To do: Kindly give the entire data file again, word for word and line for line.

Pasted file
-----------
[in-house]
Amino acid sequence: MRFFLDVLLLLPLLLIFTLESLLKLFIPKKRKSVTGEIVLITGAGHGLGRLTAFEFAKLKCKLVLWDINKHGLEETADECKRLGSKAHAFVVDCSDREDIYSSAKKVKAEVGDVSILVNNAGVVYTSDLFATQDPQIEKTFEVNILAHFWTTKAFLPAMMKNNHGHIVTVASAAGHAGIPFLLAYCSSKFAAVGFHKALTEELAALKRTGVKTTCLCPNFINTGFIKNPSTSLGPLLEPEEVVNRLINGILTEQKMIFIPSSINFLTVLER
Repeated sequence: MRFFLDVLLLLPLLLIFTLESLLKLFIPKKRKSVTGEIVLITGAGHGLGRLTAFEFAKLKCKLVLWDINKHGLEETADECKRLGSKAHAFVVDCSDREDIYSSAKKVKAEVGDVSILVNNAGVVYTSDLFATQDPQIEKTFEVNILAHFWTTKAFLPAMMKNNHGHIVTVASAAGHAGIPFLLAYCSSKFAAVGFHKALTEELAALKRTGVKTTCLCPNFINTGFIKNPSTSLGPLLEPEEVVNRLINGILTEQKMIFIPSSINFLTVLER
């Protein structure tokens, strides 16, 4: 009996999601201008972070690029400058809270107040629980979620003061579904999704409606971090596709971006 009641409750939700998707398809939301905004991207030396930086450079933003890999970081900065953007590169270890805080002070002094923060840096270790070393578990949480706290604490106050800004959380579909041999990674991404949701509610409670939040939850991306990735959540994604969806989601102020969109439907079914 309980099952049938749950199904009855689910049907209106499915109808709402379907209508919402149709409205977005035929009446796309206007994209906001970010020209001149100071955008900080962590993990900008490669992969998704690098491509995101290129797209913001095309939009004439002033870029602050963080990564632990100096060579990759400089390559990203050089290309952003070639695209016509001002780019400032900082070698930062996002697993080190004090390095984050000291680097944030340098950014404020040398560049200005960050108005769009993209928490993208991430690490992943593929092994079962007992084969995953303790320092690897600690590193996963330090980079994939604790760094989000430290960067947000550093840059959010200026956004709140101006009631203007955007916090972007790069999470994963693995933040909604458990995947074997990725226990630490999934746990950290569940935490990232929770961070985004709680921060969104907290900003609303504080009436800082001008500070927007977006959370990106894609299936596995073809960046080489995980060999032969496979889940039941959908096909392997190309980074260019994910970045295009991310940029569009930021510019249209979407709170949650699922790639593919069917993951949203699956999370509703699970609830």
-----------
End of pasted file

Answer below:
[in-house]
Amino acid sequence: MRFFLDVLLLLPLLLIFTLESLLKLFIPKKRKSVTGEIVLITGAGHGLGRLTAFEFAKLKCKLVLWDINKHGLEETADECKRLGSKAHAFVVDCSDREDIYSSAKKVKAEVGDVSILVNNAGVVYTSDLFATQDPQIEKTFEVNILAHFWTTKAFLPAMMKNNHGHIVTVASAAGHAGIPFLLAYCSSKFAAVGFHKALTEELAALKRTGVKTTCLCPNFINTGFIKNPSTSLGPLLEPEEVVNRLINGILTEQKMIFIPSSINFLTVLER
Repeated sequence: MRFFLDVLLLLPLLLIFTLESLLKLFIPKKRKSVTGEIVLITGAGHGLGRLTAFEFAKLKCKLVLWDINKHGLEETADECKRLGSKAHAFVVDCSDREDIYSSAKKVKAEVGDVSILVNNAGVVYTSDLFATQDPQIEKTFEVNILAHFWTTKAFLPAMMKNNHGHIVTVASAAGHAGIPFLLAYCSSKFAAVGFHKALTEELAALKRTGVKTTCLCPNFINTGFIKNPSTSLGPLLEPEEVVNRLINGILTEQKMIFIPSSINFLTVLER
């Protein structure tokens, strides 16, 4: 009996999601201008972070690029400058809270107040629980979620003061579904999704409606971090596709971006 009641409750939700998707398809939301905004991207030396930086450079933003890999970081900065953007590169270890805080002070002094923060840096270790070393578990949480706290604490106050800004959380579909041999990674991404949701509610409670939040939850991306990735959540994604969806989601102020969109439907079914 309980099952049938749950199904009855689910049907209106499915109808709402379907209508919402149709409205977005035929009446796309206007994209906001970010020209001149100071955008900080962590993990900008490669992969998704690098491509995101290129797209913001095309939009004439002033870029602050963080990564632990100096060579990759400089390559990203050089290309952003070639695209016509001002780019400032900082070698930062996002697993080190004090390095984050000291680097944030340098950014404020040398560049200005960050108005769009993209928490993208991430690490992943593929092994079962007992084969995953303790320092690897600690590193996963330090980079994939604790760094989000430290960067947000550093840059959010200026956004709140101006009631203007955007916090972007790069999470994963693995933040909604458990995947074997990725226990630490999934746990950290569940935490990232929770961070985004709680921060969104907290900003609303504080009436800082001008500070927007977006959370990106894609299936596995073809960046080489995980060999032969496979889940039941959908096909392997190309980074260019994910970045295009991310940029569009930021510019249209979407709170949650699922790639593919069917993951949203699956999370509703699970609830």